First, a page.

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Of the restricted free agent contracts that must be negotiated by the Canadiens this offseason, most of the attention has been focused on twenty-five-year-old Max Domi.   However, Victor Mete, 21, is also a restricted free agent after this season.

If you think it is a little early for Mete to have completed his entry-level contract, you can be forgiven.   Mete was expected to return to the London Knights for the 2017-18 season but a stellar training camp and a dearth of defenceman on the left side – after Marc Bergevin lost Andrei Markov, Alexei Emelin, and Nathan Beaulieu in the summer of 2017- conspired to make the 2016 fourth-round pick (100th overall) a Montreal Canadien far earlier than expected.

The depth chart on the left side of the Canadiens’ blue line was so thin the Habs, for a time, had the 18-year-old playing on the first pairing with Shea Weber.  Predictably, Mete’s play declined after training camp and he was used mostly on the second and third pairings after the season’s early going.  With no better options, the Habs kept Mete in the lineup for more than ten games, thereby burning a year of his entry-level contract.  Recognizing that his development was better served by playing in the World Juniors, Mete played for Team Canada’s 2018 Gold Medal winning team.

By that point, it was clear to everyone except the Habs’ brain trust that (1) the season was a disaster; and (2) Mete should be returned to the Knights to further the prospect’s development.  However, with no other options, Mete was back with the Habs and played in a total of more than 40 games, thereby allowing him to qualify a year earlier than he otherwise would have for unrestricted free agency.  A few more games passed and Mete sustained a leg injury that prematurely ended his season, a season that was one of the Habs’ worst ever.

In 2018-19, Mete’s inconsistent play lead to a demotion to the Laval Rocket.  After spending time under the tutelage of Joel Bouchard, the young defenceman’s play improved and he was a fixture in the team’s blue line the rest of the year.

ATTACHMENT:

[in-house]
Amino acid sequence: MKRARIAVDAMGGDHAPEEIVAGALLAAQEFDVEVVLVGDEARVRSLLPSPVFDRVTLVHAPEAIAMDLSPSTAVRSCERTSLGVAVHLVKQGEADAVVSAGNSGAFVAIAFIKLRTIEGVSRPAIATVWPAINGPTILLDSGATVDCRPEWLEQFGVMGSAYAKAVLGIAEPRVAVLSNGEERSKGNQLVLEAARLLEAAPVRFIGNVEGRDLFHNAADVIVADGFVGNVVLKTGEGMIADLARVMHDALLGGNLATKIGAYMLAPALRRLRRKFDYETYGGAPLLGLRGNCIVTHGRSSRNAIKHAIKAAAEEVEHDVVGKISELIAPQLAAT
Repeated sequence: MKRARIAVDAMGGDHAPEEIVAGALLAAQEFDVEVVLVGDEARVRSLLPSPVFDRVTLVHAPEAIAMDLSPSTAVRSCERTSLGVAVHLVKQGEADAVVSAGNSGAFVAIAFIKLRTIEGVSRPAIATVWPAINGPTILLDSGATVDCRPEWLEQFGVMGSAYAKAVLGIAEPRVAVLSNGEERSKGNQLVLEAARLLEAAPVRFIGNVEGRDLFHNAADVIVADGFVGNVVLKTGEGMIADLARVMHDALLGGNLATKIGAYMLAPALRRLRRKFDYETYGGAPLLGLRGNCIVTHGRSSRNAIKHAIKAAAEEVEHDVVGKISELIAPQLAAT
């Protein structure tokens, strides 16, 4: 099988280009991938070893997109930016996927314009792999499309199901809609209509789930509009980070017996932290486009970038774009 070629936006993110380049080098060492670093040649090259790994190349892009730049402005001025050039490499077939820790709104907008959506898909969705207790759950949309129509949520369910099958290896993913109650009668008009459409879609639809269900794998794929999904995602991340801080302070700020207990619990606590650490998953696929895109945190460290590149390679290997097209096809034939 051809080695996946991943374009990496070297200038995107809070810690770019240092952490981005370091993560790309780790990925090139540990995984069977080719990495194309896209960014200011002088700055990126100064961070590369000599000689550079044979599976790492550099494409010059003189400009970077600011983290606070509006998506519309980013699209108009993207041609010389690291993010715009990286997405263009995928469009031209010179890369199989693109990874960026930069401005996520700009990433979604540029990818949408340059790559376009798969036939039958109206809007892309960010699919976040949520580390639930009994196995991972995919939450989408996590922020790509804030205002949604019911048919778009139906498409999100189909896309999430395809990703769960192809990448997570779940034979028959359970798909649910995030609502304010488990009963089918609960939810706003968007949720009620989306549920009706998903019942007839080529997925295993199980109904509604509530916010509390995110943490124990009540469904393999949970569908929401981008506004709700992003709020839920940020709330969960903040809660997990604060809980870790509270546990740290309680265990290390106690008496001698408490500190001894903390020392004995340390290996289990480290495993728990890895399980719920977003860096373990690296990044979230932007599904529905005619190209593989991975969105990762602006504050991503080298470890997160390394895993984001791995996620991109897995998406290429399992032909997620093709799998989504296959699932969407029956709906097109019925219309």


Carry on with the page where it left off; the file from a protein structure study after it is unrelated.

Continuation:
This past season, Mete’s play was solid but underwhelming until another leg injury ended his season during a February 18th game at Little Caesars’ Arena in Detroit.  While his season was not a total disappointment, it appears that the twenty-one-year-old’s development as an NHL player has plateaued, or at least stalled.

One cannot help but shake their head at the development path for this player.  As an 18-year old, Mete did not belong on the left side of Weber playing against the opposition’s top-six forwards.  He should have been in the OHL developing his game.  But after the depletion, perhaps the decimation, of the left side of the blue line, the Canadiens had no one else.

From a contract or asset management perspective, the handling of Victor Mete is even more disconcerting.  By decimating the defence’s left side in the 2017 offseason, Marc Bergevin has stunted the development of one of the team’s better prospects at the time.  He needlessly burned not only a year of the entry-level contract but has also lost an additional year of club control by allowing Mete to qualify for unrestricted free agency a year earlier.

The development path and contract management of Victor Mete can best be described as Houleian given the lack of foresight and the mistakes that lead to this player’s stalled development.  This whole scenario smacks of the Harold Ballard years in Toronto, bringing in a talented young player prematurely and assigning significant responsibilities far earlier than prudence or the player’s experience warrant.  While it is unfair to judge all the team’s development efforts in the last few years by these decisions alone, Victor Mete’s career has been badly handled by the Canadiens.